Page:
Think It Through Before You Post!
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Appraisers are Professionals, Social media is a fact of life.
There are many appraisal industry social media outlets for appraisers to connect. These forums provide a great resource for appraisers to seek advice from other appraisers, voice their opinions on industry related issues, and sometimes just to vent a bit after a rough day.
This is where we need to be careful….. We have all read comments on social media outlets that you just have to stop and think to yourself, “I can’t believe someone actually posted this”.
Confidentiality is a requirement of the Uniform Standards of Professional Appraisal Practice. We need to be careful not to reveal confidential information or pictures of home interiors. Some of these social media outlets are open for the public to view and post. This means, borrowers, lenders, agents, AMCs, and state regulatory staff may be reading your comments. From the very nature of some of these sites and the world of “Like, friend, tweet, etc.,” your comments may be sent, quite possibly to every person using the social media outlet. Just imagine if several friends like your comments, or re-tweet. How many people will actually see your comments? Do you know who these people are? Are they lenders, homeowners, AMCs. Loan Officers, Agents, or Government Regulatory Agents?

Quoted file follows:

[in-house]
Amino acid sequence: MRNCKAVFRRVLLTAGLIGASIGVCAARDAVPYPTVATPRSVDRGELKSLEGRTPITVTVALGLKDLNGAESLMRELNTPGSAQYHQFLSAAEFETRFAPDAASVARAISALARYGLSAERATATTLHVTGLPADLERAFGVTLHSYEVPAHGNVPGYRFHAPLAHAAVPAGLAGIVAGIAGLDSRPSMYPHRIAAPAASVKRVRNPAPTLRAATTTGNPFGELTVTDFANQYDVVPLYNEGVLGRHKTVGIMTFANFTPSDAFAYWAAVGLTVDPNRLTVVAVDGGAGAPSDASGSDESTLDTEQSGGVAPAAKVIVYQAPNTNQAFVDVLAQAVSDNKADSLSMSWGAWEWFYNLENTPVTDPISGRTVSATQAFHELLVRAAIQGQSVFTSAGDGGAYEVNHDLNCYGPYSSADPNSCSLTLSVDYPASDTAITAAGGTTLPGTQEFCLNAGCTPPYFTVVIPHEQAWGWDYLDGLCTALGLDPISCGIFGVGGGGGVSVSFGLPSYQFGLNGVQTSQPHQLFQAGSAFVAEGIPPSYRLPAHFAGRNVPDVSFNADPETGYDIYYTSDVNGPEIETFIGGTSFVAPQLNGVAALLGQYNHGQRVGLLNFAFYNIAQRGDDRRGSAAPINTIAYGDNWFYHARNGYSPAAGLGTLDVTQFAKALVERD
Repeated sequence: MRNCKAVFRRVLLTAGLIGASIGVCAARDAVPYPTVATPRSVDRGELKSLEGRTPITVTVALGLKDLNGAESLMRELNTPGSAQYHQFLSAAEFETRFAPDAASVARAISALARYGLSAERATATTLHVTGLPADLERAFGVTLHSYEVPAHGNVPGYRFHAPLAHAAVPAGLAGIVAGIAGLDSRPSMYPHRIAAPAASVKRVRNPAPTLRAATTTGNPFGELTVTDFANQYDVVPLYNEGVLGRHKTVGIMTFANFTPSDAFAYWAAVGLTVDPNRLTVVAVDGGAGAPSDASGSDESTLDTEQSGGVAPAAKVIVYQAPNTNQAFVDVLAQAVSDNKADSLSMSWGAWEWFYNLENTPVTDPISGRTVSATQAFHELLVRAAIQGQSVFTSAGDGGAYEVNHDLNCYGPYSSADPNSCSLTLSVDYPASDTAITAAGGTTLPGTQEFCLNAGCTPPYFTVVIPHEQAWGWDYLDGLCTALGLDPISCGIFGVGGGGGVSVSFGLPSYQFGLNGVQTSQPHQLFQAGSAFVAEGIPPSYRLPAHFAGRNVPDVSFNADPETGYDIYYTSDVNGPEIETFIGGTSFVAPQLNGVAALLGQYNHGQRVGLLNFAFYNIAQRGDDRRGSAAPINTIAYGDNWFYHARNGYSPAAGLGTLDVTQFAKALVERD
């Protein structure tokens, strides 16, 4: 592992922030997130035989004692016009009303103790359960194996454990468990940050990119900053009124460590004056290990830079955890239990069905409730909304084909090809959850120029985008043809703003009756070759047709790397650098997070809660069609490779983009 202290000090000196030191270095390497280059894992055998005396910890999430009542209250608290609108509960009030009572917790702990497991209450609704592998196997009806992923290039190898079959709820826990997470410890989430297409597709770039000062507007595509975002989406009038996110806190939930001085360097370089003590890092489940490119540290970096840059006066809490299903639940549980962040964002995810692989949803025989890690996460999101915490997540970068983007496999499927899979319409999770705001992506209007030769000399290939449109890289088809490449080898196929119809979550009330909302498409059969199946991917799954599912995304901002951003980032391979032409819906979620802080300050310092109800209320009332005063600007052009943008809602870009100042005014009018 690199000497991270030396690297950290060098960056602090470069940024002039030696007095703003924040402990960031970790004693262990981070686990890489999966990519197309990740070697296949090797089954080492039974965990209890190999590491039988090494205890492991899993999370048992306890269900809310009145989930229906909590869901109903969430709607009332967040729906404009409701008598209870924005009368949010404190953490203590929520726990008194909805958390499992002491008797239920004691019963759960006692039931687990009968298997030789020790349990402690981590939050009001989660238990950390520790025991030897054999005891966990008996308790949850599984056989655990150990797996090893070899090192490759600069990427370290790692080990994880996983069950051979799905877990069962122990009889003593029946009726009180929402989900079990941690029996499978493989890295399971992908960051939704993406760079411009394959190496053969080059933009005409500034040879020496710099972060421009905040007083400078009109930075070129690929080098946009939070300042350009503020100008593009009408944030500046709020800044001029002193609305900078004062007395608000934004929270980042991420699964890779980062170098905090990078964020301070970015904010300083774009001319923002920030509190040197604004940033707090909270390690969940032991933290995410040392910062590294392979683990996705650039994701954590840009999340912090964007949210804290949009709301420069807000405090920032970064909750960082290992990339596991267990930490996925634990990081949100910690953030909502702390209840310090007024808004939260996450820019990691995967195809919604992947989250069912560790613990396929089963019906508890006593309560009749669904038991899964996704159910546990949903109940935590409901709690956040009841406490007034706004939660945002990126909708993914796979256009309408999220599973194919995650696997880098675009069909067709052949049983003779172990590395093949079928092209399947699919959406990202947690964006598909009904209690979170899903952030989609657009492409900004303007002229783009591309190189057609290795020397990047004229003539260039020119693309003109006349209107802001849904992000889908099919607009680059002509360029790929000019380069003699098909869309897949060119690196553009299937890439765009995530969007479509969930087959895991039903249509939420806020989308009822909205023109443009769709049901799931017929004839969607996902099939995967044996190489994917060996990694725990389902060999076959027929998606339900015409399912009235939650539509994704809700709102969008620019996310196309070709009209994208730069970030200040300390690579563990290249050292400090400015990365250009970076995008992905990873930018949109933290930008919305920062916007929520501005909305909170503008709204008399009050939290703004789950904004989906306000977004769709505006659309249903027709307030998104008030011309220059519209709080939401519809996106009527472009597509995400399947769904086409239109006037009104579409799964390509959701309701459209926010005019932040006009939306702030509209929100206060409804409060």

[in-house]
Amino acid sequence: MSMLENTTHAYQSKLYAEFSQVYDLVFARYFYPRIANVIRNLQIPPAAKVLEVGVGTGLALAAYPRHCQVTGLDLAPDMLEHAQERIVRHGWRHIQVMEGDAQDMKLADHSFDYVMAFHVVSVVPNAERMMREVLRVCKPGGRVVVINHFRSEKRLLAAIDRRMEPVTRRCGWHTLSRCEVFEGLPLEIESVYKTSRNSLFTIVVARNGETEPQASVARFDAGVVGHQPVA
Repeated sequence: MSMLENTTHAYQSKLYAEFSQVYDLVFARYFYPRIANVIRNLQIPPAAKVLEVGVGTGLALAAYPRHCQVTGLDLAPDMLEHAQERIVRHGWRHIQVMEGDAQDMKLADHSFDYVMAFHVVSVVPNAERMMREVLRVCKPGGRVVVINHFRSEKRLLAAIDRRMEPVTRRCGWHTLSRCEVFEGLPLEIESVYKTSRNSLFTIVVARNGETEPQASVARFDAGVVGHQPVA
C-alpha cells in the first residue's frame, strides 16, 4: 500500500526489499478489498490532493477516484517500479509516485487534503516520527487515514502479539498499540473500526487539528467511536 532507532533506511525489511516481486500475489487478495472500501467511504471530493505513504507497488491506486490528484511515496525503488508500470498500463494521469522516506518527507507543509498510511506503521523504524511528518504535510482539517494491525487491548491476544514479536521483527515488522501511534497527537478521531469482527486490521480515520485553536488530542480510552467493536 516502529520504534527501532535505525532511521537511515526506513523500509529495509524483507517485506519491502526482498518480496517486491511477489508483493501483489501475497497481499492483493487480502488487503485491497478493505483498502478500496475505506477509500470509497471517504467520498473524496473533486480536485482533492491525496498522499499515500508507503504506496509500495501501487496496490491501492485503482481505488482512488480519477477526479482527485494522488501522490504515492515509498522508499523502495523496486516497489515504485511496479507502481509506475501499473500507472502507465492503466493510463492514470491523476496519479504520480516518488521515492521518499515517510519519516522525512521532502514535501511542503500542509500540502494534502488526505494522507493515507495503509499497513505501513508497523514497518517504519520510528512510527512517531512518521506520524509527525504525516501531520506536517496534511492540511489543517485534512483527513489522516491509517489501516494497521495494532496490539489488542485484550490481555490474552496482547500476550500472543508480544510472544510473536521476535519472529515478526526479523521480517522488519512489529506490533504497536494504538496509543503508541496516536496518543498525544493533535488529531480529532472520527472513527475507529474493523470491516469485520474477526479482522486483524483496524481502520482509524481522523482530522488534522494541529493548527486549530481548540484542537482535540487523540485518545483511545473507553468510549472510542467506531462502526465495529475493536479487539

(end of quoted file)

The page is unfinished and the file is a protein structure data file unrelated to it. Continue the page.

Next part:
The point is you just don’t know who is watching. What defense could you possibly have against a complaint filed against you with state because you posted something on social media that may not have shown your best side? Does your E&O cover social media posts? What about your liability insurance? Is that comment really worth jeopardizing your license?
In Virginia, the appraiser is issued their license by the Department of Professional Occupational Regulation. Appraisers are Professionals, Social media is a fact of life. Let’s make sure our posts are professional.
Think it through before you post!
The Virginia Coalition of Appraiser Professionals has a better way. VaCAP is in the process of establishing districts. These districts will be getting together on a regular basis. They can be a breakfast before the day begins, a cocktail after a busy day, or even a game of pool at a local establishment. What ever the district wants. These informal social gatherings are an ideal way to interact with your colleagues, and discuss the industry issues together in the hopes to come up with solutions. You can gain valuable tips and suggestions to make you a better appraiser, and an opportunity to laugh, vent and share.
There is nothing to loose, only positive gains.
If you are interested in being a district leader, contact VaCAP for more information.